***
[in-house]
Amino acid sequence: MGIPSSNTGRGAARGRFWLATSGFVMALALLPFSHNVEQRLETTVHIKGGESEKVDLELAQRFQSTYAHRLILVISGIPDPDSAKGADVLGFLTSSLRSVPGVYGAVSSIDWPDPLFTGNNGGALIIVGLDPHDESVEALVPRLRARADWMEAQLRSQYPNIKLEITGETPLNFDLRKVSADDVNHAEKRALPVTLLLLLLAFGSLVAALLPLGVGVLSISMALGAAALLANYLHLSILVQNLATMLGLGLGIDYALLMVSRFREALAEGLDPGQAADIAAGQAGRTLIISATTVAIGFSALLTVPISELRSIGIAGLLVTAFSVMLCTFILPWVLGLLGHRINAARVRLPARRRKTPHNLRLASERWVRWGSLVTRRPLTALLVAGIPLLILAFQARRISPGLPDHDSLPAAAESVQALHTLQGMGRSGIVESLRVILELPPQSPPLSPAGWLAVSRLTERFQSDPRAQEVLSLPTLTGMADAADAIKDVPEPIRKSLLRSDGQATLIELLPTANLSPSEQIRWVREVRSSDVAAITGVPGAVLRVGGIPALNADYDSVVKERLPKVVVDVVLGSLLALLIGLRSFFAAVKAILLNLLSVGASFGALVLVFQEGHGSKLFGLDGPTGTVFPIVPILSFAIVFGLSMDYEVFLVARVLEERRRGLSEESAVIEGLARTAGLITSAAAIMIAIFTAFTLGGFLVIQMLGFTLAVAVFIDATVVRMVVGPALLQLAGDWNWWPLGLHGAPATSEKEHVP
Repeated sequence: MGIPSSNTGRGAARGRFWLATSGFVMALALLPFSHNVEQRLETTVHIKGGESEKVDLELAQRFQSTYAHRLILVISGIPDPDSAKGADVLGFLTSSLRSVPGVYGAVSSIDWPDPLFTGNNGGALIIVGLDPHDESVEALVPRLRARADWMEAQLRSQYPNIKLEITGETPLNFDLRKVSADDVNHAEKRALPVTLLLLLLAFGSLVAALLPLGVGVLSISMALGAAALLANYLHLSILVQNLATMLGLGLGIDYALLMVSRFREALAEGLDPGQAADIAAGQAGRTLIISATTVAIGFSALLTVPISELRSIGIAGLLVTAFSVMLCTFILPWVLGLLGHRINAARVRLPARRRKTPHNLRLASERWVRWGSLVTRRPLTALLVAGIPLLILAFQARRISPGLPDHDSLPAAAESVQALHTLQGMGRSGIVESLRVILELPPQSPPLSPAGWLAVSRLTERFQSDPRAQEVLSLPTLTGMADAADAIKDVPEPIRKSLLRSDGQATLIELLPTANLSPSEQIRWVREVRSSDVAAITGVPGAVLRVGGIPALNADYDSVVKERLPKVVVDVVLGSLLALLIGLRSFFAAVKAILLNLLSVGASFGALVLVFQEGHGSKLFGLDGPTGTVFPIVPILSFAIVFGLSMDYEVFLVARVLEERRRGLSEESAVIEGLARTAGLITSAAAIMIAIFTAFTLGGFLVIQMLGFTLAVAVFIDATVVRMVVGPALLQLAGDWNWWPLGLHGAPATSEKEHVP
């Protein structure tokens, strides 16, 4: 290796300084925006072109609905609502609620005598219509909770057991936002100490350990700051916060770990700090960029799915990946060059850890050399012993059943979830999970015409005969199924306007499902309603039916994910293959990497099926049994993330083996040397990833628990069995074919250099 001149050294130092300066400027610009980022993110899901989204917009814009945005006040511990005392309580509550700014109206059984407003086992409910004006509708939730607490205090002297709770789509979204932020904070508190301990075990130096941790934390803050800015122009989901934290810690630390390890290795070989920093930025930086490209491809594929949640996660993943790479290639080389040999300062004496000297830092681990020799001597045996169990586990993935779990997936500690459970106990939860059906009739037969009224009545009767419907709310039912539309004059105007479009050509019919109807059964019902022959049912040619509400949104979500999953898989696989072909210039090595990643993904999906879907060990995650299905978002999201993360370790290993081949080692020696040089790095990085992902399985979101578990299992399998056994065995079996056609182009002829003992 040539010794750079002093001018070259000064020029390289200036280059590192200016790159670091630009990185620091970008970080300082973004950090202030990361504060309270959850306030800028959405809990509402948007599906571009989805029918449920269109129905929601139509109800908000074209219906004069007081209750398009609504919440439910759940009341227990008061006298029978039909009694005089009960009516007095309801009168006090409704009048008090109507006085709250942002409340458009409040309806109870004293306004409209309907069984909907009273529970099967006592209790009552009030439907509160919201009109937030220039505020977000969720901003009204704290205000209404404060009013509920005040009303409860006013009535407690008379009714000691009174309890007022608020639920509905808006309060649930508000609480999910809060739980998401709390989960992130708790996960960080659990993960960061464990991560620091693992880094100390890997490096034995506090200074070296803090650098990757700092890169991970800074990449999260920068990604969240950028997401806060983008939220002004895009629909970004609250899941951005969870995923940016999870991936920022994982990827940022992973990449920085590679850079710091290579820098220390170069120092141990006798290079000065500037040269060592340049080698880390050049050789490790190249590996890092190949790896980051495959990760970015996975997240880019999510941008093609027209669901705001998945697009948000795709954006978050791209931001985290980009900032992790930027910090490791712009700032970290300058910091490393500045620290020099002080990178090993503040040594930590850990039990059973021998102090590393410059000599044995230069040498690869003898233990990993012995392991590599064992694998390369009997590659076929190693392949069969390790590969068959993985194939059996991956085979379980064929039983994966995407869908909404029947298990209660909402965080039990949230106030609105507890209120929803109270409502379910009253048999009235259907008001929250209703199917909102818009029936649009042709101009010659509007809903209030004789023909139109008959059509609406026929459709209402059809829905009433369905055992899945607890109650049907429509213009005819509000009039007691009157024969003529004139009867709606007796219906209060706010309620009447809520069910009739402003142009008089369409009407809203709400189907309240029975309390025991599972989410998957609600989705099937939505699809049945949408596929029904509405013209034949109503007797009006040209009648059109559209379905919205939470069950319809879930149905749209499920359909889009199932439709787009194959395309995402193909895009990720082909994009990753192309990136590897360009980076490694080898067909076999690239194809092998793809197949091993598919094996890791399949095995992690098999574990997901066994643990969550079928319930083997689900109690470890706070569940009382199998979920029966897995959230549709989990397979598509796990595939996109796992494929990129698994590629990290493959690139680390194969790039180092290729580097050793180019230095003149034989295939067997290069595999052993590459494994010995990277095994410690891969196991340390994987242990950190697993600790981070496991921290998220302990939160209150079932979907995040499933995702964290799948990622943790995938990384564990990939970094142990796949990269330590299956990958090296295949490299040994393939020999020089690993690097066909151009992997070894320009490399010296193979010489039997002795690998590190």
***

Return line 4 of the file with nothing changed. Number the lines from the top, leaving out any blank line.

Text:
């Protein structure tokens, strides 16, 4: 290796300084925006072109609905609502609620005598219509909770057991936002100490350990700051916060770990700090960029799915990946060059850890050399012993059943979830999970015409005969199924306007499902309603039916994910293959990497099926049994993330083996040397990833628990069995074919250099 001149050294130092300066400027610009980022993110899901989204917009814009945005006040511990005392309580509550700014109206059984407003086992409910004006509708939730607490205090002297709770789509979204932020904070508190301990075990130096941790934390803050800015122009989901934290810690630390390890290795070989920093930025930086490209491809594929949640996660993943790479290639080389040999300062004496000297830092681990020799001597045996169990586990993935779990997936500690459970106990939860059906009739037969009224009545009767419907709310039912539309004059105007479009050509019919109807059964019902022959049912040619509400949104979500999953898989696989072909210039090595990643993904999906879907060990995650299905978002999201993360370790290993081949080692020696040089790095990085992902399985979101578990299992399998056994065995079996056609182009002829003992 040539010794750079002093001018070259000064020029390289200036280059590192200016790159670091630009990185620091970008970080300082973004950090202030990361504060309270959850306030800028959405809990509402948007599906571009989805029918449920269109129905929601139509109800908000074209219906004069007081209750398009609504919440439910759940009341227990008061006298029978039909009694005089009960009516007095309801009168006090409704009048008090109507006085709250942002409340458009409040309806109870004293306004409209309907069984909907009273529970099967006592209790009552009030439907509160919201009109937030220039505020977000969720901003009204704290205000209404404060009013509920005040009303409860006013009535407690008379009714000691009174309890007022608020639920509905808006309060649930508000609480999910809060739980998401709390989960992130708790996960960080659990993960960061464990991560620091693992880094100390890997490096034995506090200074070296803090650098990757700092890169991970800074990449999260920068990604969240950028997401806060983008939220002004895009629909970004609250899941951005969870995923940016999870991936920022994982990827940022992973990449920085590679850079710091290579820098220390170069120092141990006798290079000065500037040269060592340049080698880390050049050789490790190249590996890092190949790896980051495959990760970015996975997240880019999510941008093609027209669901705001998945697009948000795709954006978050791209931001985290980009900032992790930027910090490791712009700032970290300058910091490393500045620290020099002080990178090993503040040594930590850990039990059973021998102090590393410059000599044995230069040498690869003898233990990993012995392991590599064992694998390369009997590659076929190693392949069969390790590969068959993985194939059996991956085979379980064929039983994966995407869908909404029947298990209660909402965080039990949230106030609105507890209120929803109270409502379910009253048999009235259907008001929250209703199917909102818009029936649009042709101009010659509007809903209030004789023909139109008959059509609406026929459709209402059809829905009433369905055992899945607890109650049907429509213009005819509000009039007691009157024969003529004139009867709606007796219906209060706010309620009447809520069910009739402003142009008089369409009407809203709400189907309240029975309390025991599972989410998957609600989705099937939505699809049945949408596929029904509405013209034949109503007797009006040209009648059109559209379905919205939470069950319809879930149905749209499920359909889009199932439709787009194959395309995402193909895009990720082909994009990753192309990136590897360009980076490694080898067909076999690239194809092998793809197949091993598919094996890791399949095995992690098999574990997901066994643990969550079928319930083997689900109690470890706070569940009382199998979920029966897995959230549709989990397979598509796990595939996109796992494929990129698994590629990290493959690139680390194969790039180092290729580097050793180019230095003149034989295939067997290069595999052993590459494994010995990277095994410690891969196991340390994987242990950190697993600790981070496991921290998220302990939160209150079932979907995040499933995702964290799948990622943790995938990384564990990939970094142990796949990269330590299956990958090296295949490299040994393939020999020089690993690097066909151009992997070894320009490399010296193979010489039997002795690998590190």